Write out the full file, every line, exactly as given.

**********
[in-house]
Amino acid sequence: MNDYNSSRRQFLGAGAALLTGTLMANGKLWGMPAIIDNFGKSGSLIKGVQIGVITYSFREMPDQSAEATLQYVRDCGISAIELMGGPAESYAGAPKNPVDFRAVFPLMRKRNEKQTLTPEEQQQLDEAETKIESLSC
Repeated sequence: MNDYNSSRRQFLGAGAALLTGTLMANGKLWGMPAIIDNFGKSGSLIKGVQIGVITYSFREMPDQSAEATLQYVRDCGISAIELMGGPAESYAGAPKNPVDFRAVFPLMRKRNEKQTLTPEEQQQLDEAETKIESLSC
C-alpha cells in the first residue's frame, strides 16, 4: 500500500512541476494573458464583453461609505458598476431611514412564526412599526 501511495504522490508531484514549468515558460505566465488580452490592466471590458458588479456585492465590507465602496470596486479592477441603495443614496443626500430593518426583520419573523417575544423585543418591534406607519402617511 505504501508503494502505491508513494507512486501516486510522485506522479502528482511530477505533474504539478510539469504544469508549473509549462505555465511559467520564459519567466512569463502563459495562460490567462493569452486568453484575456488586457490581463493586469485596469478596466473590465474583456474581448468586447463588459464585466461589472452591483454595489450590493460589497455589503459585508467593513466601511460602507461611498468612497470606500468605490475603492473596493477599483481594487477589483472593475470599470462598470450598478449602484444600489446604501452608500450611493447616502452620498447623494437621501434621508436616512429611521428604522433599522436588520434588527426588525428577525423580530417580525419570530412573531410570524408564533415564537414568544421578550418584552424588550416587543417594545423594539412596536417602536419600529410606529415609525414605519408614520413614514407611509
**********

[in-house]
Amino acid sequence: MNDYNSSRRQFLGAGAALLTGTLMANGKLWGMPAIIDNFGKSGSLIKGVQIGVITYSFREMPDQSAEATLQYVRDCGISAIELMGGPAESYAGAPKNPVDFRAVFPLMRKRNEKQTLTPEEQQQLDEAETKIESLSC
Repeated sequence: MNDYNSSRRQFLGAGAALLTGTLMANGKLWGMPAIIDNFGKSGSLIKGVQIGVITYSFREMPDQSAEATLQYVRDCGISAIELMGGPAESYAGAPKNPVDFRAVFPLMRKRNEKQTLTPEEQQQLDEAETKIESLSC
C-alpha cells in the first residue's frame, strides 16, 4: 500500500512541476494573458464583453461609505458598476431611514412564526412599526 501511495504522490508531484514549468515558460505566465488580452490592466471590458458588479456585492465590507465602496470596486479592477441603495443614496443626500430593518426583520419573523417575544423585543418591534406607519402617511 505504501508503494502505491508513494507512486501516486510522485506522479502528482511530477505533474504539478510539469504544469508549473509549462505555465511559467520564459519567466512569463502563459495562460490567462493569452486568453484575456488586457490581463493586469485596469478596466473590465474583456474581448468586447463588459464585466461589472452591483454595489450590493460589497455589503459585508467593513466601511460602507461611498468612497470606500468605490475603492473596493477599483481594487477589483472593475470599470462598470450598478449602484444600489446604501452608500450611493447616502452620498447623494437621501434621508436616512429611521428604522433599522436588520434588527426588525428577525423580530417580525419570530412573531410570524408564533415564537414568544421578550418584552424588550416587543417594545423594539412596536417602536419600529410606529415609525414605519408614520413614514407611509